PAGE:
I recently picked up the IDW Artist Edition of Mark Schultz’s Xenozioc Tales, which is even larger in format than the 2010 Artist Edition of Dave Steven’s Rocketeer, which I got a few year ago (and I thought the Steven’s book was large). Since these are said to be scanned from the original art, it makes sense that all of the Artist Editions will be different in size, depending on the size of the original art.
If you’re a fan of Frazetta’s dry-brush ink work, you’re probably already familiar with Schultz’s work and are a fan of his take on the style. He’s mastered the technique, and I think he’s probably the only guy who does it prolifically these days (if you can call him “prolific”. He seems to be rather slow in churning out new art, but it’s easily forgivable once you consider how much work he puts into a piece of art. It’s well worth the wait).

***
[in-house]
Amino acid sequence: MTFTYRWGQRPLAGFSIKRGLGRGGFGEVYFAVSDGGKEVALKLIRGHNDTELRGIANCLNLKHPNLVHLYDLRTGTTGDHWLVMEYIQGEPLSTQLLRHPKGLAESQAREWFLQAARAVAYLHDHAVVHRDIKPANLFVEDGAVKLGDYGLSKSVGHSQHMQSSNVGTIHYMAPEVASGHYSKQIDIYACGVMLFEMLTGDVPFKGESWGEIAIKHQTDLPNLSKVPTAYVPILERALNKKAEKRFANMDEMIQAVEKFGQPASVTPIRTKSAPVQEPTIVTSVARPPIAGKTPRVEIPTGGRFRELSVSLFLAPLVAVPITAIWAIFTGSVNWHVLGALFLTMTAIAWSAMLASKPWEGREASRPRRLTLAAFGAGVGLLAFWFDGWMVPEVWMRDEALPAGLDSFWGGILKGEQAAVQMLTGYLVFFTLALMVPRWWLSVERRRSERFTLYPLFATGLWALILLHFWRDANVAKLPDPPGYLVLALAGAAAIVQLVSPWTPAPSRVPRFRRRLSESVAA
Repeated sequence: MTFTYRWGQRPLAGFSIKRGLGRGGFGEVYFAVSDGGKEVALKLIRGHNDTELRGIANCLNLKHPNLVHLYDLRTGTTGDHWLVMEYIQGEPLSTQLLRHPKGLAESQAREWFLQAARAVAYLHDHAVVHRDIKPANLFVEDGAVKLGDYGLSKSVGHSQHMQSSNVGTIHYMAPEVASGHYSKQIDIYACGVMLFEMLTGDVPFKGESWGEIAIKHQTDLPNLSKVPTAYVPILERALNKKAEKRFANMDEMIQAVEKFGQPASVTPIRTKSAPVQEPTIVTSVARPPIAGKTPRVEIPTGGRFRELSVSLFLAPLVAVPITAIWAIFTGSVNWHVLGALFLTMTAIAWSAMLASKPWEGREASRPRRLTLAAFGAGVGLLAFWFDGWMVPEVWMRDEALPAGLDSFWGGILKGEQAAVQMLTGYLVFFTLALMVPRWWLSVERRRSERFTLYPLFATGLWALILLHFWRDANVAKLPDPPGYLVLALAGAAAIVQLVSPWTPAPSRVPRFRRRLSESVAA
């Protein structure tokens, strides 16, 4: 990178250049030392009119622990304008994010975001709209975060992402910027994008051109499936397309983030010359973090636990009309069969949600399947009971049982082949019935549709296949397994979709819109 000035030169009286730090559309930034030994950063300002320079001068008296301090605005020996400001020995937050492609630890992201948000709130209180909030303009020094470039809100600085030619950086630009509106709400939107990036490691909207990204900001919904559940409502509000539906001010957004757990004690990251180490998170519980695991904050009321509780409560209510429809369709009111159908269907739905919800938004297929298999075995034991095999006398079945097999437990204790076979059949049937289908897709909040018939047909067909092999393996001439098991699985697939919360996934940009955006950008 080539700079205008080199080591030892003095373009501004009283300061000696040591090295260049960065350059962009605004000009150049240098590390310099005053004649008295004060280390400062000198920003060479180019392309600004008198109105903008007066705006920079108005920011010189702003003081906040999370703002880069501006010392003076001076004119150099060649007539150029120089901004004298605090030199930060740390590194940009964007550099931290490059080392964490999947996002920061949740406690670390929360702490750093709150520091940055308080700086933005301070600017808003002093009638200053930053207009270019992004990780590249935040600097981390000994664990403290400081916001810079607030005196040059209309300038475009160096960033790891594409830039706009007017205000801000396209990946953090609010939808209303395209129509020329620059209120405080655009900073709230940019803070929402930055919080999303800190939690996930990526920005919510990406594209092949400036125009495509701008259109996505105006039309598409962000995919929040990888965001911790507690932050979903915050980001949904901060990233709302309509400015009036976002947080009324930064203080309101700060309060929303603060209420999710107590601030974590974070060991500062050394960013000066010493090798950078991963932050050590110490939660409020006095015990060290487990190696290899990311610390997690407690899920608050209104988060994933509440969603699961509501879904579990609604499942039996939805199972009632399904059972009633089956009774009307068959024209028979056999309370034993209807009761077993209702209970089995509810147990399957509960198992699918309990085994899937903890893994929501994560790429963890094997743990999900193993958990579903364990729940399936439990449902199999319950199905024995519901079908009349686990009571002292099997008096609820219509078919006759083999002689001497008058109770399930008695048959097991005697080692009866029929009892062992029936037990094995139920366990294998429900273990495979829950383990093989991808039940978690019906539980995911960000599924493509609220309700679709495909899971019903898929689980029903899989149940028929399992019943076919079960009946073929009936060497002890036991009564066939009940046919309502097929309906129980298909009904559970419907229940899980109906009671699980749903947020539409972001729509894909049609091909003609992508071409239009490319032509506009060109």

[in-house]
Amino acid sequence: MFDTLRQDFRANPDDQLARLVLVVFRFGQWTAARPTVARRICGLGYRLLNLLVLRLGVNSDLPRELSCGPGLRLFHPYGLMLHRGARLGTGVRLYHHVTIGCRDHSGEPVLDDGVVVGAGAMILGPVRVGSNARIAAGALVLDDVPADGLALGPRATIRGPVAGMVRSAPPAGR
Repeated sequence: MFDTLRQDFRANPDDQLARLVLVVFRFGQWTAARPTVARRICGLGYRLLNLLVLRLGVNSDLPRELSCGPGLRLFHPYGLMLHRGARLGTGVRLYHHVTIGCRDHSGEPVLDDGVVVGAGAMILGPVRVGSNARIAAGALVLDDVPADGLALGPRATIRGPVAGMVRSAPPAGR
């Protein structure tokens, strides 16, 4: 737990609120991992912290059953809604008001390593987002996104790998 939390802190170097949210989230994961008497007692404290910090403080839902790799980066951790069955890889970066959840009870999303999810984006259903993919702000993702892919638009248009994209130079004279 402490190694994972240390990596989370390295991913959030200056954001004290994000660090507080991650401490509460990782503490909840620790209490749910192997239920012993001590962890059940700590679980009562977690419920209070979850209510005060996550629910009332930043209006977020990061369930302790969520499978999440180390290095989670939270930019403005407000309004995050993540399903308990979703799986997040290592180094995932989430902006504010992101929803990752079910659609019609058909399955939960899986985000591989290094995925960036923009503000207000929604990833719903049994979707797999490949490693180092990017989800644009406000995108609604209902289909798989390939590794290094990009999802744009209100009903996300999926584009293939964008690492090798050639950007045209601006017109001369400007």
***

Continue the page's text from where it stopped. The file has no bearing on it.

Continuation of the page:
These IDW editions are not inexpensive, but they’re worth it for those who would like to collect original art but do not have the requisite fortune necessary to acquire such art. It’s also valuable for the artist who wants to study great works which were/are done traditionally, and I’m happy to see good reproductions of this art in its most original form. The ubiquitous use of digital media, while a helpful and useful tool, results in a lack of tangible original art, a situation I personally lament. I do, however, understand the need for the transition to digital media for those who work professionally these days. Even though I still draw on paper where a piece of art is important to me, I still paint it digitally for the sake of time and technical convenience. But I personally enjoy tangible, traditional media, and these books are a joy for those who share that enthusiasm.